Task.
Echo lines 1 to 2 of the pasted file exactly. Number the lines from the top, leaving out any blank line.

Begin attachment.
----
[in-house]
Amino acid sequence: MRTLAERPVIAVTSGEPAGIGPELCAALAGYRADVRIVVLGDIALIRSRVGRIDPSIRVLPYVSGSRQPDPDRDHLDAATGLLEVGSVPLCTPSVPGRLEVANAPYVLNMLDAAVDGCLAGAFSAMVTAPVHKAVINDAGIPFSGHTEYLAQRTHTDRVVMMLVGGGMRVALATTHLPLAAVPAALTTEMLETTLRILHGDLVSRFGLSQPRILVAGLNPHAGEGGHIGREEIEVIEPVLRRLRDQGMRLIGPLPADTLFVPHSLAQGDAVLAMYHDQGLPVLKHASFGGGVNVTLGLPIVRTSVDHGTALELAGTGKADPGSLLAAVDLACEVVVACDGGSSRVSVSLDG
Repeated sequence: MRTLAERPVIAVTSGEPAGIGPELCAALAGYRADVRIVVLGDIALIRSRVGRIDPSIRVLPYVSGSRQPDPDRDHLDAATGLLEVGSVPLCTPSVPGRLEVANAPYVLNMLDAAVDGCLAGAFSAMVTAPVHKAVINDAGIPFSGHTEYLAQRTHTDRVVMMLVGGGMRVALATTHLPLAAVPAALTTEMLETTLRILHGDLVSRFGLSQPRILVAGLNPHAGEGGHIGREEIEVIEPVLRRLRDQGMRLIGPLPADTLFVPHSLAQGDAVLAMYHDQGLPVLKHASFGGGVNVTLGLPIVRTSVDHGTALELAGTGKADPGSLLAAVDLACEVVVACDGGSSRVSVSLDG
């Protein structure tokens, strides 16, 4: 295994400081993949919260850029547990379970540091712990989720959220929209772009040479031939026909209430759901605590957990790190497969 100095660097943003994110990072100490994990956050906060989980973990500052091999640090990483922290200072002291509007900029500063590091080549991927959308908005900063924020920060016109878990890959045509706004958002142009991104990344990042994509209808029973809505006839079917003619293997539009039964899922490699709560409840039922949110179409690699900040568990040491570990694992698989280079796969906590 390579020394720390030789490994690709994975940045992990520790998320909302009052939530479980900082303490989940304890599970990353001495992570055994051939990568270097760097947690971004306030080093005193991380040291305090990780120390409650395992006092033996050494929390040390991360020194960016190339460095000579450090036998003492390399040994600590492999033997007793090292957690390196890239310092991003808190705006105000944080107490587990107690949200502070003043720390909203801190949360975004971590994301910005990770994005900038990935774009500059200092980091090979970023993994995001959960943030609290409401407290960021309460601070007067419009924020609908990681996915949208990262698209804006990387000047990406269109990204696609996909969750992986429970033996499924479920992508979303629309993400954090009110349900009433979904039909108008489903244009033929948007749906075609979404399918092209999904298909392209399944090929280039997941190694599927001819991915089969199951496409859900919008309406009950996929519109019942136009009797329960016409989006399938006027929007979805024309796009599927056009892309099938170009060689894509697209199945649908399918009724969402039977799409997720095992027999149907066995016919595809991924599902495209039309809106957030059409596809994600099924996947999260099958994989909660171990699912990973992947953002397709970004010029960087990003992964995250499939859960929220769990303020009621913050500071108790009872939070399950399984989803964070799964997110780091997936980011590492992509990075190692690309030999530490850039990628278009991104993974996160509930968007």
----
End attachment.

[in-house]
Amino acid sequence: MRTLAERPVIAVTSGEPAGIGPELCAALAGYRADVRIVVLGDIALIRSRVGRIDPSIRVLPYVSGSRQPDPDRDHLDAATGLLEVGSVPLCTPSVPGRLEVANAPYVLNMLDAAVDGCLAGAFSAMVTAPVHKAVINDAGIPFSGHTEYLAQRTHTDRVVMMLVGGGMRVALATTHLPLAAVPAALTTEMLETTLRILHGDLVSRFGLSQPRILVAGLNPHAGEGGHIGREEIEVIEPVLRRLRDQGMRLIGPLPADTLFVPHSLAQGDAVLAMYHDQGLPVLKHASFGGGVNVTLGLPIVRTSVDHGTALELAGTGKADPGSLLAAVDLACEVVVACDGGSSRVSVSLDG